Monday, 28 December 2015

The Philadelphia Junto

The PJ depends exclusively on reader support. Please help us continue by contributing directly via PayPal, or by contributing editorial content via Empowered by WritersClearinghouse | S.P.Q.R. 1976 Richard Carreño, Editor Copyright MMXVI. All Rights Reserved


 Thai Nudes by Janwit Chaisee
Janwit Chaisee, a young Thai artist who graduated from the faculty of fine arts, sculpting and printmaking at Silpakorn University Thailand, was born in Pattani Province in the South of Thailand. In May 2015, he had solo art exhibit called “Kon” ("Human") at People’s Gallery in the Bangkok Art and Culture Center. His impressive works are realistic. Most of his pictures are oil paintings of Thai women in different poses and in various costumes. The works focus on Thai women of the past. Chaisee has had many contemporary art exhibitions since studying at Silpakorn University. In 2010, he joined in the 27th Contemporary Arts for Young Artists show. In 2011, he contributed his works to the Art of the Ganesha show at the Silpakorn Art Center. In 2014, he exhibited his art thesis for the faculty of fine arts, sculpting and printmaking at Silpakorn University.  -- Janine Yasovant in Bangkok     

Monday, 14 December 2015

LORD OF HOSTS The Life of Sir Henry 'Chips' Channon

LORD OF HOSTS The Life of Sir Henry 'Chips' Channon by Richard Carreño is the first full-length portrait of this controversial mid-20th century Anglo-American British politician. Though the bisexual Channon never rose to prominent political stature, he was well known for his tell-all diaries. Carreño reveals for the first time how the diaries were censored by Channon's lover Peter Coats and his only child, Paul Channon.

NEW PAPER EDITION from Philabooks|Press 282 pp $16.99

Sunday, 8 November 2015

Dr Ben -- The Thread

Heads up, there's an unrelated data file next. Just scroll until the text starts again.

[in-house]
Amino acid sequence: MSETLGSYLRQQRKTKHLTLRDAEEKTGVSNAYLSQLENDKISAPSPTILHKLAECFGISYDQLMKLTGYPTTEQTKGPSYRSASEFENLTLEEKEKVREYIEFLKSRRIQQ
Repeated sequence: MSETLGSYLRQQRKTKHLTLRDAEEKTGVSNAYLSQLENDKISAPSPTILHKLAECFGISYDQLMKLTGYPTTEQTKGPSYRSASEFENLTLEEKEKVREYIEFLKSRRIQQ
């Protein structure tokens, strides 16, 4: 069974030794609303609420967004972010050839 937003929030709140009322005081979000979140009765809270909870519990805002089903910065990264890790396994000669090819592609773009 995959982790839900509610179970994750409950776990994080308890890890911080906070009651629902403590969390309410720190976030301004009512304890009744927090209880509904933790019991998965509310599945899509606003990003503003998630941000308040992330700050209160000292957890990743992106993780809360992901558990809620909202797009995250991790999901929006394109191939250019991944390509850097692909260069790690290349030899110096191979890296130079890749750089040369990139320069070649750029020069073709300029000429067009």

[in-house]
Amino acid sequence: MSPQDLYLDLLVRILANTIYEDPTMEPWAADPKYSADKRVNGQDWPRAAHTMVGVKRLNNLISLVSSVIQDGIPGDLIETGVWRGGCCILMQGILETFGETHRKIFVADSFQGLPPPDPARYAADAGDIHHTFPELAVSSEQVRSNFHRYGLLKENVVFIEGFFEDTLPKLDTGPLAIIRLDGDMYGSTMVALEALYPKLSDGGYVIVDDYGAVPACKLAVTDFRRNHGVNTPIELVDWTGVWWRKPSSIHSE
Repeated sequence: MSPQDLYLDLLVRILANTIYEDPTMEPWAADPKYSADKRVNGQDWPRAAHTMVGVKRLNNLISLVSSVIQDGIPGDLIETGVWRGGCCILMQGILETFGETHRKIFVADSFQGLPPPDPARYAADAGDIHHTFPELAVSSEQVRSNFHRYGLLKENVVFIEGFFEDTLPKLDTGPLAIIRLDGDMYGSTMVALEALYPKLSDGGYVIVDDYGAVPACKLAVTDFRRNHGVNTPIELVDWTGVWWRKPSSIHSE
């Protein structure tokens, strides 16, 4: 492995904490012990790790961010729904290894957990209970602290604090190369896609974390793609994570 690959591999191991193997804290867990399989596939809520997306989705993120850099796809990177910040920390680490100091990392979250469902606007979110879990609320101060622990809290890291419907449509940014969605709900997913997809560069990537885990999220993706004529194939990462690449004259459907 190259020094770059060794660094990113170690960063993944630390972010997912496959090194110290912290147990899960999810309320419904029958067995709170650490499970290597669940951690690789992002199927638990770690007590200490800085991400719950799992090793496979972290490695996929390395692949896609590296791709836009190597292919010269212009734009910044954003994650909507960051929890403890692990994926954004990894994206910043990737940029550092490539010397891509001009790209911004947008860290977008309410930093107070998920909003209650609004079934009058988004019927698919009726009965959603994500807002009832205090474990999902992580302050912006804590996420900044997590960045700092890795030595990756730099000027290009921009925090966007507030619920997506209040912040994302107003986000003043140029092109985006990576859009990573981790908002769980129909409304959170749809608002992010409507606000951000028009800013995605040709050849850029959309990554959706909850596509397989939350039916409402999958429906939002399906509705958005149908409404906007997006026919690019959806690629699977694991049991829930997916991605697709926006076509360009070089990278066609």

WHY is Dr Ben's back story important? you ask. Because he's made it a centrepiece of his 'rags to riches' 'thug to hug' history, and it's narrative that undergirds his support among his religious-right base. Insofar critics of Carson -- and I am one -- have NOT been able to dent his support by otherwise conventional means (his lack of qualifications, lack of policy specifics, his theocratic understanding of government, points that his base don't care about) the West Point story has become his chink in his armour. He has become, finally, rattled. He is expressing confusion. Watch his increased nervous hand motions, rotations, and butterfly folding of fingers and uptick in his fluttering eyelids as a marker of this. Carson is a high-functioning autistic. Like anyone afflicted as he is, if his pattern of thought is side-tracked (i.e. West Point), he loses it. Main stream media won't go there yet on his point. So finally, a means to take him down. Much worse than Trump, who's simply the PT. Barnum of our time. Carson is the Fr Coughlin of our era. He needs to be STOPPED! Facts might not matter. But lying? Just maybe.
The embarrassing lie was uncovered on the same day he challenged Americans on TV to decide whether he's an 'honest person' or a 'pathological liar.'

Tuesday, 3 November 2015


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Friday, 30 October 2015


By Richard Carreño
[WC News Service]
I might be in the running for this year's Imelda Marcos Prize for Acquiring Too Many Shoes. JV, Men's Division. I have almost fifty pairs. In all designs, colours, and materials. Wing-tips, cap-toes, monk straps, bowlers, duck boots, boat shoes, Chelsea boots, hiking boots, an assortment of slip-on moccasins, rubber field boots, tennis shoes, brogues, and lots of things in suede. And opera slippers. More than I need, of course. But that's a bit beside the point, init?
I have my favourites; usually preferring lace-up Oxfords.
Apart from sport shoes, my choices are mostly all in leather in either black or brown. Though I do have blue pair of suede wing-tips and a sort of orangery-coloured pair of Oxfords. (I got these in Madrid).